JC: I’m freestyle. What I mean is my style is constantly changing, evolving. There are some stories that I want to tell from a first-person perspective. Others from a more general third person. I also like to invest in personas. Sometimes I’ll “write with twang” and use some terms that aren’t going to be considered “literary”. Other times I can be very wordy. So that’s the good thing with my books. You’ll never read one of my books and figure, well hell, that was identical to the last one. There’s good and bad to that, I suppose.
5.) Why choose Atlantis for your subject?
JC: It’s been said that all the stories that could be told about Atlantis have been told. I took on Atlantis because I’ve been fascinated by the subject since I was a kid. I watched so many documentaries on Atlantis that I probably know most of the believed locations by heart. Yes, there are over a hundred books that have to do with Atlantis. Hundreds more that have a character from Atlantis or some thing from Atlantis.
With that said, if you believe in a story enough, it shouldn’t matter that others have told similar stories. Heck, there’s thousands of books relating to UFOs – should authors stop writing about the subject?
The key is to come up with something different. Original. I think I’ve created a story that is different from any other story written about Atlantis. For me, Atlantis wasn’t the goal – it was a set. A stage for my characters to play their roles, just like Egypt or Spain or any of the other countries the book visits.
6.) Did you use current research positions and places related to Atlantis?
JC: Yes, without a doubt. I did extensive research on the subject. In fact, in my preparation, that’s probably what took the longest because of the volumes of conflicting information. Some believe Akrotiri is Atlantis. Others believe it to be just outside the Straits of Gibraltar. Others believe it lies in the Bahamas (citing the “Biminy road” as truth). In the end, I threw out all of those believable locations – simply because to someone I’ll be wrong. If I choose Biminy, than those who believed Akrotiri is the site will say, “Well, there you go. Another uninformed author picking the wrong location.” You couldn’t win. So I picked my own location. What would be the most logical location for Atlantis if not in the ones already mentioned?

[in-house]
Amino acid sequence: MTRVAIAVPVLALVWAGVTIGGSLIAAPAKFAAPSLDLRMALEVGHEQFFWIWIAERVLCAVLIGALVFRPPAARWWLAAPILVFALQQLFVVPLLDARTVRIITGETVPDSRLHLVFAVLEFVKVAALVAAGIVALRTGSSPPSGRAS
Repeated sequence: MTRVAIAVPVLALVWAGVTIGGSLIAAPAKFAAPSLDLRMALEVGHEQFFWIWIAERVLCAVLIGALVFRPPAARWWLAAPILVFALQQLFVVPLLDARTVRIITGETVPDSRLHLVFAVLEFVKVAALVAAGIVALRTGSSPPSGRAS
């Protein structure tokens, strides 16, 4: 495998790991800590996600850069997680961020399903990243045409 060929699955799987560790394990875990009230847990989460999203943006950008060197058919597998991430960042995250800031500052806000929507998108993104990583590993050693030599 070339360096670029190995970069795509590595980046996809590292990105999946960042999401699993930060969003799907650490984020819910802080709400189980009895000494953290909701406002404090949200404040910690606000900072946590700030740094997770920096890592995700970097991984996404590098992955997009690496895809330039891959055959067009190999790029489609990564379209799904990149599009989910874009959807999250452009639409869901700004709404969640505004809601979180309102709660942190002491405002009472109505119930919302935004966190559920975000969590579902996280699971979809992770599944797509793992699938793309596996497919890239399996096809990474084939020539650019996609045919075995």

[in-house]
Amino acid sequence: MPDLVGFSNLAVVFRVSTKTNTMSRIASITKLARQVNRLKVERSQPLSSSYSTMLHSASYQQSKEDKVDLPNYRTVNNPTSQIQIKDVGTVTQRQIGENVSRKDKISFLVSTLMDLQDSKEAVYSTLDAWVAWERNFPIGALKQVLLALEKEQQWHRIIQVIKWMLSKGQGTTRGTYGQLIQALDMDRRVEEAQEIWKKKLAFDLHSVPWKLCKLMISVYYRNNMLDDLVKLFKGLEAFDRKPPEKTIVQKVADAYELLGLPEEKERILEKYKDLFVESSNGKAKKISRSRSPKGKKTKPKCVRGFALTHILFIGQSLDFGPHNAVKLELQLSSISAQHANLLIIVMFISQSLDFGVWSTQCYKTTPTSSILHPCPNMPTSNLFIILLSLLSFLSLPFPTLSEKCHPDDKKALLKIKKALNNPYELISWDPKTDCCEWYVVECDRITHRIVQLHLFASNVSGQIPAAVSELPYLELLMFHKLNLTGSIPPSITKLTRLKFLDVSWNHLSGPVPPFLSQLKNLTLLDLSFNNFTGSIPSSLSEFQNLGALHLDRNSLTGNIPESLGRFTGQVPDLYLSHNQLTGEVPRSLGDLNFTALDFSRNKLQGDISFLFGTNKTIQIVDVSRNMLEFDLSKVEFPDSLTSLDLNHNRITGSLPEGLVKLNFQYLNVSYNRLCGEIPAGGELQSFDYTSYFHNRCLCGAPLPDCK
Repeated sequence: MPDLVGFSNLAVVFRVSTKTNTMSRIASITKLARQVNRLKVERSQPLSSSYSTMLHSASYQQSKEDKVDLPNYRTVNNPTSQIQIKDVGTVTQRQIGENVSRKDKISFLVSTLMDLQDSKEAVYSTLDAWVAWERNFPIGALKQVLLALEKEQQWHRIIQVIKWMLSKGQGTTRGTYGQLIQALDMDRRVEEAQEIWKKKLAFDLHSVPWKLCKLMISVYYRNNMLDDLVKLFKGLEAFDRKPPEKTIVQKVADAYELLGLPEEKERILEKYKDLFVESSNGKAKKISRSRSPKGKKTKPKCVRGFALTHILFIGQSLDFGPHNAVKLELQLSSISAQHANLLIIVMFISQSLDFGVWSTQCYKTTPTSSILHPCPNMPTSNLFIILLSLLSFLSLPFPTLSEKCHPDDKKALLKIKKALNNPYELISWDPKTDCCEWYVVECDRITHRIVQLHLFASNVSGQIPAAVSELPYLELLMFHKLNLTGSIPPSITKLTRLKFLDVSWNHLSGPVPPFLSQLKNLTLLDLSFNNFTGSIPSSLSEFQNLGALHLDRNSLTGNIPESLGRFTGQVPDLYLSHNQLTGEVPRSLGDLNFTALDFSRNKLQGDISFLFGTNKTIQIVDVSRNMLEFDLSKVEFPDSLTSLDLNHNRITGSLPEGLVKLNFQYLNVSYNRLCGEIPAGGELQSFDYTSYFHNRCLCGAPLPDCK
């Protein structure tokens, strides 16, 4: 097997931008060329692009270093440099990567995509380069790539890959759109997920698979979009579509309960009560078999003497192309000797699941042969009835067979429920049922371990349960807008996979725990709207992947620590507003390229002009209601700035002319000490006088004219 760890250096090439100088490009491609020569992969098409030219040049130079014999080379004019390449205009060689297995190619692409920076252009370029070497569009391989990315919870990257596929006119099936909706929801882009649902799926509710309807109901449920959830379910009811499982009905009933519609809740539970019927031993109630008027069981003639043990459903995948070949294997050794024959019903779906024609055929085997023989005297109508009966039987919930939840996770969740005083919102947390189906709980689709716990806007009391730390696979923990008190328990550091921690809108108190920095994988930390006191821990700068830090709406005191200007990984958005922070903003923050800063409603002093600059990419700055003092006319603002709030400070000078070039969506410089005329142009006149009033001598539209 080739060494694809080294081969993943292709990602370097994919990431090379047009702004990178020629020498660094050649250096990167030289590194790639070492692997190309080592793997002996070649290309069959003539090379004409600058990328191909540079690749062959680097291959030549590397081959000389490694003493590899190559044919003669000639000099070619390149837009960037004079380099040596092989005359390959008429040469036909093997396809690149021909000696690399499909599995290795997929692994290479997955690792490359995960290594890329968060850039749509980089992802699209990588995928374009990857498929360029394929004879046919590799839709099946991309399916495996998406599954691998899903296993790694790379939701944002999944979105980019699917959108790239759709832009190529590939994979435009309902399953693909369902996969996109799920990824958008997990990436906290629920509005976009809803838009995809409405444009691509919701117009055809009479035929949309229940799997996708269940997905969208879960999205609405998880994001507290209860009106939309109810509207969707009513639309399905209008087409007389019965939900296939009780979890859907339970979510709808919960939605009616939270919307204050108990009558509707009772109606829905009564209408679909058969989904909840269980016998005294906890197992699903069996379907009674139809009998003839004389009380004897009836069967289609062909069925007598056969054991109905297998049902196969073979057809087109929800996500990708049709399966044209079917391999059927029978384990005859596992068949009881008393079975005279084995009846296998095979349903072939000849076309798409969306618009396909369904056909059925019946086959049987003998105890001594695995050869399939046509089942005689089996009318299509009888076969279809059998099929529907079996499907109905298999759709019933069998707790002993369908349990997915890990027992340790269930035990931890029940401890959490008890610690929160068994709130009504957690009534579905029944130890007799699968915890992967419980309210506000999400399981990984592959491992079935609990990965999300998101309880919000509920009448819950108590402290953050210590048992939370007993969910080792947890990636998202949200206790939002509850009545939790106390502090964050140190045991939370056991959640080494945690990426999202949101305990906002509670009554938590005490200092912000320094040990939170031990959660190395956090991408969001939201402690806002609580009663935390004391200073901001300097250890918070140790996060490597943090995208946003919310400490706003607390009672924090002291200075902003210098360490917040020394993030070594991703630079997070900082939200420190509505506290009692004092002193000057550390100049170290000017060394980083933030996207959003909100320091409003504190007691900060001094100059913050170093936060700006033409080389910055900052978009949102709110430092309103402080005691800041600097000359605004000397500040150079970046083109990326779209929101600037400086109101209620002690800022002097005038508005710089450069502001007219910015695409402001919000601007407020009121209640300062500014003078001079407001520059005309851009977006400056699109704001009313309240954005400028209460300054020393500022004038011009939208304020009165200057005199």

Further, I researched those who research Atlantis. What are these people like? Why do they believe what they believe? Why do they risk their reputations for something that may be nothing but legend? I found it fascinating. I hope I captured some of these dedicated people’s desire in my story.
7.) There seem to be several influences in Ancient Rising – the ending is very reminiscent of the beginning to Stargate Atlantis for example – how much attention did you pay to other material on Atlantis?
JC: I love Stargate:Atlantis. What a fantastic show! I rank it right up there with Firefly,Rome and 24 as my personal favorites (although I’ve now become LOST as well). I’ve always been a big Stargate fan and I can see how the correlation could be made between the two. The major difference though is the Goa’uld were an advanced race who posed as Gods and used their advanced technology to oppress less advanced worlds into slavery.
The Gods in Ancient Rising are powerful, spiritual beings. As Hermes said at one point, what makes you a God? The power to create life? The ability to effect weather conditions and change global climates? Have powers of telekinesis and energy? Even though they are no more real Gods than the Goa’uld, they possess these powers. What they are will better explained in the next novel but as a hint I’d say they are closer to being Gods than anything the Goa’uld could be. In fact, they’re probably more like Anubis and the Ancients.